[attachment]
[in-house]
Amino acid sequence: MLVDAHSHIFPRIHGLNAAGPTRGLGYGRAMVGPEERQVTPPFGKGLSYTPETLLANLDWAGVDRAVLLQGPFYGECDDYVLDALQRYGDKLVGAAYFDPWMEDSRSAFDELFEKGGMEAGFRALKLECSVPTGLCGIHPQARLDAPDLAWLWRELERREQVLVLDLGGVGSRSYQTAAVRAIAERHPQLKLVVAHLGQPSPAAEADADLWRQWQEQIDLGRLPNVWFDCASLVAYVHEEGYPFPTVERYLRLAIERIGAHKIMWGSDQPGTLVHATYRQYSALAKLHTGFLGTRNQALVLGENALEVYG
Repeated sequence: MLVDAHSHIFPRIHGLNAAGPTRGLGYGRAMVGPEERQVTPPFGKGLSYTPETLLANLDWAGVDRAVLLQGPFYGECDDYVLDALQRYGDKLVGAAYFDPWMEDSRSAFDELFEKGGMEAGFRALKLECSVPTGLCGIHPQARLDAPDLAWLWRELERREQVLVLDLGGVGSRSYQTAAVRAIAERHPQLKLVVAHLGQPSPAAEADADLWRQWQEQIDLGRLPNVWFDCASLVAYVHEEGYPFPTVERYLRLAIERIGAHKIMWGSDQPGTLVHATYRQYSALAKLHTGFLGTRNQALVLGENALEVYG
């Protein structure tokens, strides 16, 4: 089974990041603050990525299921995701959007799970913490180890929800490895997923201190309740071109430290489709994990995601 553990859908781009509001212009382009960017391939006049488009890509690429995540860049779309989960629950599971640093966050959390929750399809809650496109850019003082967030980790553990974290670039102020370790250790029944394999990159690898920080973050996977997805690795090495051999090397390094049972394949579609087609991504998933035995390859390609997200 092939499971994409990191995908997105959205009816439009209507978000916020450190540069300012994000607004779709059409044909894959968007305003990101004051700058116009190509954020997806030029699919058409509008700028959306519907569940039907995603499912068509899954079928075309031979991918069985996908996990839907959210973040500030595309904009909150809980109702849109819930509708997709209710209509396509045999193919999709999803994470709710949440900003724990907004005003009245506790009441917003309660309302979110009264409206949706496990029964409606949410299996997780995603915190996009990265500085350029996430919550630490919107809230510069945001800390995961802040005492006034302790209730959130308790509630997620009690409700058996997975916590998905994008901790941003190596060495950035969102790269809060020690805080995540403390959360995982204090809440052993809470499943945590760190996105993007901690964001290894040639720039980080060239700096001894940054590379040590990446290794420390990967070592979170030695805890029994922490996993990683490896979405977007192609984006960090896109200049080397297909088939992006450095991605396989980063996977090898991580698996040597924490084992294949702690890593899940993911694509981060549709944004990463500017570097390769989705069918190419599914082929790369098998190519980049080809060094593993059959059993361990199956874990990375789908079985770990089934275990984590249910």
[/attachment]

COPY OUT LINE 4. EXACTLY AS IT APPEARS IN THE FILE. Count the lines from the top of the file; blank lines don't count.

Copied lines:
């Protein structure tokens, strides 16, 4: 089974990041603050990525299921995701959007799970913490180890929800490895997923201190309740071109430290489709994990995601 553990859908781009509001212009382009960017391939006049488009890509690429995540860049779309989960629950599971640093966050959390929750399809809650496109850019003082967030980790553990974290670039102020370790250790029944394999990159690898920080973050996977997805690795090495051999090397390094049972394949579609087609991504998933035995390859390609997200 092939499971994409990191995908997105959205009816439009209507978000916020450190540069300012994000607004779709059409044909894959968007305003990101004051700058116009190509954020997806030029699919058409509008700028959306519907569940039907995603499912068509899954079928075309031979991918069985996908996990839907959210973040500030595309904009909150809980109702849109819930509708997709209710209509396509045999193919999709999803994470709710949440900003724990907004005003009245506790009441917003309660309302979110009264409206949706496990029964409606949410299996997780995603915190996009990265500085350029996430919550630490919107809230510069945001800390995961802040005492006034302790209730959130308790509630997620009690409700058996997975916590998905994008901790941003190596060495950035969102790269809060020690805080995540403390959360995982204090809440052993809470499943945590760190996105993007901690964001290894040639720039980080060239700096001894940054590379040590990446290794420390990967070592979170030695805890029994922490996993990683490896979405977007192609984006960090896109200049080397297909088939992006450095991605396989980063996977090898991580698996040597924490084992294949702690890593899940993911694509981060549709944004990463500017570097390769989705069918190419599914082929790369098998190519980049080809060094593993059959059993361990199956874990990375789908079985770990089934275990984590249910």